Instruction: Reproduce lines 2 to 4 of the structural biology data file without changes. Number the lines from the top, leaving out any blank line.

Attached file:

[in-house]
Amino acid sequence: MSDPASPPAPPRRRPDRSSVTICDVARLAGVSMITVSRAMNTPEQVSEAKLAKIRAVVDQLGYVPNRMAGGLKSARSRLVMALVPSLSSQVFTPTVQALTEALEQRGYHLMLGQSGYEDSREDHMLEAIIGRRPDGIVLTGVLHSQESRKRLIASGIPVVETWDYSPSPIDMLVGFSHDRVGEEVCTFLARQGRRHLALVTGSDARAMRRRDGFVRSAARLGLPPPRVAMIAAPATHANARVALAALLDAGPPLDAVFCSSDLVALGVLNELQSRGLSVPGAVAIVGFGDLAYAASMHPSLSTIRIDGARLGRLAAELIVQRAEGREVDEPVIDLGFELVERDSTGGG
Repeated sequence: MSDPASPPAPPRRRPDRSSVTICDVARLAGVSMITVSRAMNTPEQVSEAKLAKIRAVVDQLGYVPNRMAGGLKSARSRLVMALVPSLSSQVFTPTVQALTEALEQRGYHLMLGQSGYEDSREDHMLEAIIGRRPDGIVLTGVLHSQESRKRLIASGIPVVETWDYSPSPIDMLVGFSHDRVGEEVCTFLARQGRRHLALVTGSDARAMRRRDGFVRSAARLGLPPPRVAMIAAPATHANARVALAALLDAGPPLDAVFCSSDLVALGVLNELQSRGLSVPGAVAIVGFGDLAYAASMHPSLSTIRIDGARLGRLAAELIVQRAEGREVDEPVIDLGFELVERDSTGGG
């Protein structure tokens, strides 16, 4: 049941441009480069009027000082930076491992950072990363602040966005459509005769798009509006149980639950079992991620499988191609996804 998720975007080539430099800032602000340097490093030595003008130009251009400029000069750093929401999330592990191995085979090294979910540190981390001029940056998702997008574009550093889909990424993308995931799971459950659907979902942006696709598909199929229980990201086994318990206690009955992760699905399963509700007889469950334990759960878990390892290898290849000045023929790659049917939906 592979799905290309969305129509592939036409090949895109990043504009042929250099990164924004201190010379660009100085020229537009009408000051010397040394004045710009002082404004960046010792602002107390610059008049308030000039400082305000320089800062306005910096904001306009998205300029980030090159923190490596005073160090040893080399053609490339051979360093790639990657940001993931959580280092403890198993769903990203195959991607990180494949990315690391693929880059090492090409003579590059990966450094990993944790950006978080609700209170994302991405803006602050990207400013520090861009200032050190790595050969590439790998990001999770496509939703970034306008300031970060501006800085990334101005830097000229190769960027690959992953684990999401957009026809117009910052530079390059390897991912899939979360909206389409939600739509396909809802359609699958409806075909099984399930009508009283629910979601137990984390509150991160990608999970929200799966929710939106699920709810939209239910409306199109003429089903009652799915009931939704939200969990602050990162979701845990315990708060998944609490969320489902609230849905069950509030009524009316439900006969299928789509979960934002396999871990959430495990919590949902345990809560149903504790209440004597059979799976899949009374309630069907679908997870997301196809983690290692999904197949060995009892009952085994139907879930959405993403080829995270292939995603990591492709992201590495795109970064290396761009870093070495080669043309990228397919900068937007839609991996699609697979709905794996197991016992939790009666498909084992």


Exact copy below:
Amino acid sequence: MSDPASPPAPPRRRPDRSSVTICDVARLAGVSMITVSRAMNTPEQVSEAKLAKIRAVVDQLGYVPNRMAGGLKSARSRLVMALVPSLSSQVFTPTVQALTEALEQRGYHLMLGQSGYEDSREDHMLEAIIGRRPDGIVLTGVLHSQESRKRLIASGIPVVETWDYSPSPIDMLVGFSHDRVGEEVCTFLARQGRRHLALVTGSDARAMRRRDGFVRSAARLGLPPPRVAMIAAPATHANARVALAALLDAGPPLDAVFCSSDLVALGVLNELQSRGLSVPGAVAIVGFGDLAYAASMHPSLSTIRIDGARLGRLAAELIVQRAEGREVDEPVIDLGFELVERDSTGGG
Repeated sequence: MSDPASPPAPPRRRPDRSSVTICDVARLAGVSMITVSRAMNTPEQVSEAKLAKIRAVVDQLGYVPNRMAGGLKSARSRLVMALVPSLSSQVFTPTVQALTEALEQRGYHLMLGQSGYEDSREDHMLEAIIGRRPDGIVLTGVLHSQESRKRLIASGIPVVETWDYSPSPIDMLVGFSHDRVGEEVCTFLARQGRRHLALVTGSDARAMRRRDGFVRSAARLGLPPPRVAMIAAPATHANARVALAALLDAGPPLDAVFCSSDLVALGVLNELQSRGLSVPGAVAIVGFGDLAYAASMHPSLSTIRIDGARLGRLAAELIVQRAEGREVDEPVIDLGFELVERDSTGGG
């Protein structure tokens, strides 16, 4: 049941441009480069009027000082930076491992950072990363602040966005459509005769798009509006149980639950079992991620499988191609996804 998720975007080539430099800032602000340097490093030595003008130009251009400029000069750093929401999330592990191995085979090294979910540190981390001029940056998702997008574009550093889909990424993308995931799971459950659907979902942006696709598909199929229980990201086994318990206690009955992760699905399963509700007889469950334990759960878990390892290898290849000045023929790659049917939906 592979799905290309969305129509592939036409090949895109990043504009042929250099990164924004201190010379660009100085020229537009009408000051010397040394004045710009002082404004960046010792602002107390610059008049308030000039400082305000320089800062306005910096904001306009998205300029980030090159923190490596005073160090040893080399053609490339051979360093790639990657940001993931959580280092403890198993769903990203195959991607990180494949990315690391693929880059090492090409003579590059990966450094990993944790950006978080609700209170994302991405803006602050990207400013520090861009200032050190790595050969590439790998990001999770496509939703970034306008300031970060501006800085990334101005830097000229190769960027690959992953684990999401957009026809117009910052530079390059390897991912899939979360909206389409939600739509396909809802359609699958409806075909099984399930009508009283629910979601137990984390509150991160990608999970929200799966929710939106699920709810939209239910409306199109003429089903009652799915009931939704939200969990602050990162979701845990315990708060998944609490969320489902609230849905069950509030009524009316439900006969299928789509979960934002396999871990959430495990919590949902345990809560149903504790209440004597059979799976899949009374309630069907679908997870997301196809983690290692999904197949060995009892009952085994139907879930959405993403080829995270292939995603990591492709992201590495795109970064290396761009870093070495080669043309990228397919900068937007839609991996699609697979709905794996197991016992939790009666498909084992």